Anders Behring Breivik pleaded not guilty on Monday at his trial after the prosecution had spent more than an hour reading out the names, ages, injuries and cause of death of the 77 killed, as well as details of 42 people seriously injured in the July 22 attacks.
Breivik showed no emotion when prosecutor Inga Bejer Engh read the 19-page indictment. But some of the survivors of the attacks present at the court wept while Engh read the details, and a young girl broke down during a recess.
Unexpectedly, Breivik, however, shed tears before the lunch recess when prosecutor Svein Holden showed the court a 12-minute video that the defendant had made.
The video was "a short version" of a 1,500-page manifesto that Breivik published online shortly before the attacks, Holden said. The prosecution intended to refer to a section, titled Declaration of Preemptive War, of Breivik's manifesto.
The manifesto was emailed to 1,002 email addresses, Holden said, adding the address list contained about 8,100 addresses.
Norwegian public broadcaster NRK opted not to show the video in its live coverage.
Holden also showed footage from surveillance cameras showing the effects of the bomb that Breivik set off near the government headquarters. The court had earlier ruled that this would not be shown by broadcasters due to the gruesome images.
Holden also gave information of Breivik's activities and membership in various groups from 1995 until his arrest - including the Knights Templar organisation whose existence the prosecution disputed.
The prosecutor said Breivik bought items including a uniform, weapons and ammunition, and material for a bomb, and showed the court a badge emblazoned with the text "Marxist hunter" and a false police ID with Breivik's photo.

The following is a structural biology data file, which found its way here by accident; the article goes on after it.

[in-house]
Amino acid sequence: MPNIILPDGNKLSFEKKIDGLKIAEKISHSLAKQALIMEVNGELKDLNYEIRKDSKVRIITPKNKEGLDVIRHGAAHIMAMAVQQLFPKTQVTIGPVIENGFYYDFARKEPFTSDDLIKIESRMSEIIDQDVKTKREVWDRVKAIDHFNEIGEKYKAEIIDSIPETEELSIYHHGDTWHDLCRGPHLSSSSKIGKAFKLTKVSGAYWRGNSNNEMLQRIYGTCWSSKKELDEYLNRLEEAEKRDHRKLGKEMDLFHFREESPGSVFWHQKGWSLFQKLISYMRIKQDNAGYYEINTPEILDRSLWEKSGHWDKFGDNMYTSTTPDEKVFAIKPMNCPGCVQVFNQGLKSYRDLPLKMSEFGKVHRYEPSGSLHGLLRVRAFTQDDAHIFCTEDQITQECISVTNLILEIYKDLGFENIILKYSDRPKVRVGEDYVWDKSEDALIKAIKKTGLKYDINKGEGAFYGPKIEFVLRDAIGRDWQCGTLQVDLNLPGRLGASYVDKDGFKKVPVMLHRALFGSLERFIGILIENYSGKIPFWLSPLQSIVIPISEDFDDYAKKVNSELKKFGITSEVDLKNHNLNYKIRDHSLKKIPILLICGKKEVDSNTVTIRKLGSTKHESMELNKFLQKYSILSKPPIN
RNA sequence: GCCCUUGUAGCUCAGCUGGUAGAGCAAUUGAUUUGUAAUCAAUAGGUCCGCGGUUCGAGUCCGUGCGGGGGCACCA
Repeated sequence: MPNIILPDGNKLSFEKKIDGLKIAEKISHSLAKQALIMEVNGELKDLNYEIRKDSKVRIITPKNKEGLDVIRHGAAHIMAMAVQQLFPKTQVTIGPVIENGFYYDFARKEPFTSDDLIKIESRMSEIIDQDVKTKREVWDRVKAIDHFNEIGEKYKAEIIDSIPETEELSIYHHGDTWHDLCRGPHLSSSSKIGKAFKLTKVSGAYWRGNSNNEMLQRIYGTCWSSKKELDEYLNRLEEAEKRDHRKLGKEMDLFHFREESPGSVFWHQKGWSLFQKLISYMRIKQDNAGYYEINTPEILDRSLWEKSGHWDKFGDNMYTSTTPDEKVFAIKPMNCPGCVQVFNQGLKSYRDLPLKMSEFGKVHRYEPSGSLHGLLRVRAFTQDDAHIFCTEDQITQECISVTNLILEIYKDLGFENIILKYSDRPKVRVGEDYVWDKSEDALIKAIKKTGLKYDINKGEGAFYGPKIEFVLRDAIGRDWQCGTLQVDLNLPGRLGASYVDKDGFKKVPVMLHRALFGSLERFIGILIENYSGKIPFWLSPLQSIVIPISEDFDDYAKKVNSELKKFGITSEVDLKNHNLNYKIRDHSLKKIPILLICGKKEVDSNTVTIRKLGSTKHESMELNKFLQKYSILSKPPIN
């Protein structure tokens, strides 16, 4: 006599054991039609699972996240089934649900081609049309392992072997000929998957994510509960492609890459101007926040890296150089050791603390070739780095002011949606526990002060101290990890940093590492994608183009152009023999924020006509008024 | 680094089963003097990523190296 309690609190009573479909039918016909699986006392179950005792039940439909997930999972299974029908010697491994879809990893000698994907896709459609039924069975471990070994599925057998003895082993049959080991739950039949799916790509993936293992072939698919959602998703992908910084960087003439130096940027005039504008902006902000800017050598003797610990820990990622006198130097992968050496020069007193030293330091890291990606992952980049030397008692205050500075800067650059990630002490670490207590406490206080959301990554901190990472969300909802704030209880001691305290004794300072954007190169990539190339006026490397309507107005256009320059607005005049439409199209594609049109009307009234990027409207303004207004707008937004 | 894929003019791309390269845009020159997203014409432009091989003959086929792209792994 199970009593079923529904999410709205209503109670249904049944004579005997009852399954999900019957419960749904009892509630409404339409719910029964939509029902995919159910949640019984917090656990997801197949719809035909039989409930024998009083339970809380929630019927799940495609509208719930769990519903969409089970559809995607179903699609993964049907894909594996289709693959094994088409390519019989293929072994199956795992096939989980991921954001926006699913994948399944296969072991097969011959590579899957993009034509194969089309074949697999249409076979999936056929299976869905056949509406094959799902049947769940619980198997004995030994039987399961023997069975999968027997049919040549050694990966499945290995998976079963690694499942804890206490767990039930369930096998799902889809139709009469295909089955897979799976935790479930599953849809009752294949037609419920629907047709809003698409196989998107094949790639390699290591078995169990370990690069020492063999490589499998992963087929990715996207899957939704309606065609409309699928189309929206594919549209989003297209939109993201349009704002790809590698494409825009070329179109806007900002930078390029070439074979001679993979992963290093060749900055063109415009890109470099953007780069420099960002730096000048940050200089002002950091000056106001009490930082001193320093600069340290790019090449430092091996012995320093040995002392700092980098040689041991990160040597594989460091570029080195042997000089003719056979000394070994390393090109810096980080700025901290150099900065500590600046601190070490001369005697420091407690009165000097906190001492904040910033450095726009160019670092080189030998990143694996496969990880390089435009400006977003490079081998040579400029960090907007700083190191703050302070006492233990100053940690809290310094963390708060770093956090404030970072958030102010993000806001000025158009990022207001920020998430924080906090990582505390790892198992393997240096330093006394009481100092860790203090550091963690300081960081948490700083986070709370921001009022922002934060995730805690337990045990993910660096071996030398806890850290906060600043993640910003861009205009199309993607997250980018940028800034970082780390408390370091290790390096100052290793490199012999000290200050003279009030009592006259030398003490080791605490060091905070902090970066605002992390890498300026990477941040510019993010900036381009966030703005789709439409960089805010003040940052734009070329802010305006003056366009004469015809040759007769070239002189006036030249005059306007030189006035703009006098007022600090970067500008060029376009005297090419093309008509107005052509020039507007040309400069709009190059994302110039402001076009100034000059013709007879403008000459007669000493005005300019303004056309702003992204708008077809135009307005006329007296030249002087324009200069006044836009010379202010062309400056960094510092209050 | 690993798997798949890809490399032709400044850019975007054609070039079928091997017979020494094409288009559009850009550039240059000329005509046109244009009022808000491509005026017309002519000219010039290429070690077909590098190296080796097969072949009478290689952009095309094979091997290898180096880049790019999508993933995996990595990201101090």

Breivik made a defiant Nazi-style salute, minutes before his trial opened in Oslo.
He then greeted prosecutors Engh and Holden, as well as the four court-appointed psychiatrists who were set to follow the proceedings scheduled to last 10 weeks.
Breivik, dressed in a dark suit, was seated between his attorneys Geir Lippestad and Vibeke Hein Baera as the hearing began.
"I am a writer," he protested when Judge Wenche Elizabeth Arntzen asked him to state his name, age and occupation, noting he had likely been unemployed since being taken into custody.
"I don't recognise the Norwegian justice system since it has a mandate from parties that support multiculturalism," Breivik said, adding however that he had no formal complaint against the court.
He pointed out that Arntzen was an acquaintance of former justice minister Hanne Harlem and the sister of ex-prime minister Gro Harlem Brundtland, a former Labour Party leader.
Arntzen said this would be duly noted.
Breivik is due to give his testimony on Tuesday.
"It is a special day to see a person who has caused so much pain, but we have prepared for it," Trond Henry Blattmann, who heads a July 22 support group, told broadcaster NRK before the trial began.
The trial was held amid tight security.
The area around the Oslo District Court was cordoned off and all visitors to the court - including media, survivors and the public - had to pass through security checks.
Sniffer dogs on Sunday searched the building, which was guarded by armed police officers, while the airspace over Oslo was closed for small planes.